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self taught issue

Discussion in 'Technique [BG]' started by Minitruth1984, Nov 4, 2012.

  1. I am a self taught bassist, I have been playing for 7 years I think im pretty good I play with a lot of scaling and different finger picking styles but I feel like there is so much I missed and would like to learn, but it is so f**king hard to go back to the beginning. I know no musical theory or anything like that im usually pretty good at matching the key but would like to be spot on with it and also I would like to learn more advanced stuff but it kind of screws me up missing some stuff I feel like I should have learned does anyone have any advice or gone through a similar issue?
  2. Duckwater


    May 10, 2010
    USA, Washington
    If you wanna learn theory, you just gotta immerse yourself in it. You will grow from putting yourself in uncomfortable situations, and eventually you will crave to learn more and more theory. Right now I'm teaching myself to use traditional Japanese scales in Western contexts, a couple years ago I would have never imagined myself doing this.

    Learn your chord tones and intervals, practice with a metronome and get your inner clock tight, train your ears to recognize patterns and pitches, there are tons of free lessons and programs online for learning these things.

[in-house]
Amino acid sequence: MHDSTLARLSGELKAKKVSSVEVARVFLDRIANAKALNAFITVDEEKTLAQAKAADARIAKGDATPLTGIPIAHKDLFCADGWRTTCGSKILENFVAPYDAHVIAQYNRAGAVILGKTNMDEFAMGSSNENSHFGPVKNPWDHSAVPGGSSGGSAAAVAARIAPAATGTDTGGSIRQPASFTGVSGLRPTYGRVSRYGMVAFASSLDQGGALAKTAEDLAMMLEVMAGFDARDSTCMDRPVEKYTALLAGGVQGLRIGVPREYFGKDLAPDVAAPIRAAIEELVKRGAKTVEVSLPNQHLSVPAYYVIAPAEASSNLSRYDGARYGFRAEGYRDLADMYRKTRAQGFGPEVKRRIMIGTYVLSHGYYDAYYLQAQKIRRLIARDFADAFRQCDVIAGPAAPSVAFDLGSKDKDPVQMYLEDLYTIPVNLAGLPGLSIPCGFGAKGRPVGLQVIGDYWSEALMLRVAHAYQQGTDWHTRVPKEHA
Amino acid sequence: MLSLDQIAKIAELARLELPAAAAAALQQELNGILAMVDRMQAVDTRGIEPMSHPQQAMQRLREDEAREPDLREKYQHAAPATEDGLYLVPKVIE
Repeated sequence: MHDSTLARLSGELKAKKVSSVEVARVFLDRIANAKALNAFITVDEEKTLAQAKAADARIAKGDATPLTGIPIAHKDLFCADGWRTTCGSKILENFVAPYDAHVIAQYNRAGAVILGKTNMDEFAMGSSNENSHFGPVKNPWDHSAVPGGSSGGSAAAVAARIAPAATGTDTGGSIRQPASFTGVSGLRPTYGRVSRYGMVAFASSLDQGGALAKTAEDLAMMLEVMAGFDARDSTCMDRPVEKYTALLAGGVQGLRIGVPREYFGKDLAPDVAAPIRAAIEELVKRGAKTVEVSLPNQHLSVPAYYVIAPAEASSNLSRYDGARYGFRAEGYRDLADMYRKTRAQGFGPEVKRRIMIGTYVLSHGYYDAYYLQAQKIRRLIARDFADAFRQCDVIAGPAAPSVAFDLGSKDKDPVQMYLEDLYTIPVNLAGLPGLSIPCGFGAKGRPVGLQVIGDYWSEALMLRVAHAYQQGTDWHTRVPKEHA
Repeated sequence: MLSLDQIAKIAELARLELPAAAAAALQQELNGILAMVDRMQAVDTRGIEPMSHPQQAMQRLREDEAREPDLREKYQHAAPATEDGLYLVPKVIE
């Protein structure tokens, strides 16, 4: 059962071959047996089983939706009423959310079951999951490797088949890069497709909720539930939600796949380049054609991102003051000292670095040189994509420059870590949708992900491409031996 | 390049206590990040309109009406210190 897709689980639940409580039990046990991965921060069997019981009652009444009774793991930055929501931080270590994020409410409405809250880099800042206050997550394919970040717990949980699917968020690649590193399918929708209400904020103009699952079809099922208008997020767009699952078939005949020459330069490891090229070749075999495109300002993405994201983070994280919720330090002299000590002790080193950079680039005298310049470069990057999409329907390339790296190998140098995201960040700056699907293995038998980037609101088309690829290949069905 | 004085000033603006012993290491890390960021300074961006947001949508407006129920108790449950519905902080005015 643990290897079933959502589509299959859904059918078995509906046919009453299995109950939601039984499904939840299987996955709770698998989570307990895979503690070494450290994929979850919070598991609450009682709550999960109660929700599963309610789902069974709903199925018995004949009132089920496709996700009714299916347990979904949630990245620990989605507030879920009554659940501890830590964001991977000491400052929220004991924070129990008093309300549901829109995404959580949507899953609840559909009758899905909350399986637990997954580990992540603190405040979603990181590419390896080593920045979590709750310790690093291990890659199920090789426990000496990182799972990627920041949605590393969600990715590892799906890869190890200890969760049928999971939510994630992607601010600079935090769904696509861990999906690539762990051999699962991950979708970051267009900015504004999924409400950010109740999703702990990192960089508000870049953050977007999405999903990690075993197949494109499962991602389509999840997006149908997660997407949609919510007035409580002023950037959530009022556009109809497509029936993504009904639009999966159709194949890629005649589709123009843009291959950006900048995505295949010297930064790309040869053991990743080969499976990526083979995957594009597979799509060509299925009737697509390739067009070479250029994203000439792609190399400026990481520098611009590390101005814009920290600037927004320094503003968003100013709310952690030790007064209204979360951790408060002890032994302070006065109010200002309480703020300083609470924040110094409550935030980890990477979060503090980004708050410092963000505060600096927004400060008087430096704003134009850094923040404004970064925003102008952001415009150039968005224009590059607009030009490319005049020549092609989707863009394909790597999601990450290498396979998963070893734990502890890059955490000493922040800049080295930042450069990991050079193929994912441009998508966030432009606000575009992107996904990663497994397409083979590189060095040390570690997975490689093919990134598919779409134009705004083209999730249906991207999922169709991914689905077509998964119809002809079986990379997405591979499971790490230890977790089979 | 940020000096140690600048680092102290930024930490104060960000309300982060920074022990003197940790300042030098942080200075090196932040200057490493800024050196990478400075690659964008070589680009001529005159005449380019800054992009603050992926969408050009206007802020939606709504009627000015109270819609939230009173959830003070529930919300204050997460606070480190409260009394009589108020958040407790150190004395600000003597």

Never let your study get in the way of your passion though, nothing is more important that the feeling you put into your playing.
  3. Sloop John D

    Sloop John D

    Jun 29, 2012
    I went through a similar issue. I had been playing for about 8 years before I started taking theory more seriously. I knew the pentatonic scale and the major scale, and I knew about chord tones and a little bit about modes, but beyond that I didn't know much. Trying to get through a theory lesson video or a few pages on theory was a chore, because I did know some theory, so I would find myself sitting through long lessons on the major scale that essentially didn't provide any new information.

    I've noticed that recently there have been more and more good theory lesson sites that organize the sections in a more digestible manner. This one in particular has been very helpful with my studies: http://music-theory.ascensionsounds.com/

    He covers everything from basic theory through harmony, and because everything is divided up into very small sections, it makes it really easy to skip over something if you already understand it. I've seen a few others that take a similar approach, but in my opinion this site is the best I've seen so far.
  4. I just checked that site out I like it thanks alot
  5. Does anyone know a good site that is more centered around bass a really good free lesson site or something?
  6. Schmorgy


    Jul 2, 2012
    My advice is learn bass clef as quickly as possible, then write out the theory lessons you find. It can make a lot more sense when you put it to staff and then play it back than if you think about it in the abstract.
  7. Yogen


    Jul 15, 2012
    I've had the same problem even on guitar, just started out on bass but surprisingly I fit kind of right in the key and sound ok. Problem is there are not too many theory sites, and most just teach very basic and skip to very advanced stuff.